Would you support legislation to "ban the box," prohibiting employers from asking the question about criminal convictions on a job application?
Yes. I support equal opportunity for all of our citizens.
Based on estimates that out-of-state drivers would contribute 30-40% of overall revenue if highway tolls are implemented in Connecticut, would you support tolls with or without offsetting cuts in the state's gas taxes?
I would support limited electronic tolling if it were combined with a transportation lockbox, a cut in the state's gas tax, and subsidies for Connecticut residents who need to travel through tolls for employment. With 40% of drivers on Connecticut's roads from out of state and Connecticut sitting directly between New York and Boston, electronic tolling could be a means to fund repairs to our outdated transportation systems.
Eversource and some out-of-state entities appear to be attempting to buy control of Connecticut's water resources, and some of our quasi-public water agencies have signed away large amounts of water to commercial interests with little regard to future water shortages. What can you do to ensure that Connecticut residents maintain control of public water supplies in perpetuity?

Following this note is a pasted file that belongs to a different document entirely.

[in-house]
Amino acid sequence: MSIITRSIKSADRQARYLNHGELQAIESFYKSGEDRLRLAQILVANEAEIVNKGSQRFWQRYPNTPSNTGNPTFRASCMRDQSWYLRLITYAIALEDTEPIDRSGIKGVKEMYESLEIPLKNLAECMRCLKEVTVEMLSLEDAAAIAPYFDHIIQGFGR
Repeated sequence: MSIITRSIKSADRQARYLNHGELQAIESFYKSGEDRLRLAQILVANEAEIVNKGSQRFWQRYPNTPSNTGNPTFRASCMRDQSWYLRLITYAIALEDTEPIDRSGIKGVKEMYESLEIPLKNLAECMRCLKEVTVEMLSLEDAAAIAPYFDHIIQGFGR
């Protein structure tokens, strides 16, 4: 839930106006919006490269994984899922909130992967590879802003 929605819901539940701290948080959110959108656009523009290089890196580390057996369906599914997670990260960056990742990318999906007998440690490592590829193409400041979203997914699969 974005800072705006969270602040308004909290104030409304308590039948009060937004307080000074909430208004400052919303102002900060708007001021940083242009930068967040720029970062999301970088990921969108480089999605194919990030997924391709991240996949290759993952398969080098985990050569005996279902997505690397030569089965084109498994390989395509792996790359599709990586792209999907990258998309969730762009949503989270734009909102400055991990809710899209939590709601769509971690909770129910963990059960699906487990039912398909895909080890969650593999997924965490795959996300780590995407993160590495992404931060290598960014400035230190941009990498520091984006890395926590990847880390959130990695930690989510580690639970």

I support policies that will make water a public trust in Connecticut. It is vital for the environmental future of our state that water remain in the control of the public.
Much of Connecticut is economically and racially segregated because many towns lack affordable housing and local zoning regulations prohibit multi-family dwellings. How would you propose incentivizing municipalities to start allowing multi-family units and other affordable housing options?
Bringing more affordable housing to our communities is vital for the desegregation and economic recovery of Connecticut. I would support legislation on the state level that responsibly eases local zoning regulations on multi-family dwellings and provides incentives for communities to introduce affordable housing options.
How should the state address disparities in the Education Cost Sharing formula? What specific modifications would you suggest, if any?
One concern that I have with the new ECS formula is state aid for special education funding. This will continue to lead to issues of failures to meet Connecticut's requirements under IDEA. I am also concerned that Connecticut uses more than ten different funding formulas for students who attend different types of school districts. We need to make sure that we continue to look critically at the ECS formula and prioritize eliminating the inequities that continue to afflict our districts.
Should the government's response to the opioid crisis be to focus on law enforcement to stop drug dealers, or improving access to treatment for addiction and reducing the overprescription of painkillers?
There is certainly a role for law enforcement to play in ending the opioid crisis. At this stage in the crisis, however, it is far more effective to improve access to treatment and reduce the overprescription of painkillers. We need to make sure that we are adequately treating addiction the first time and end the revolving-door system that inevitably results from inadequate treatment services.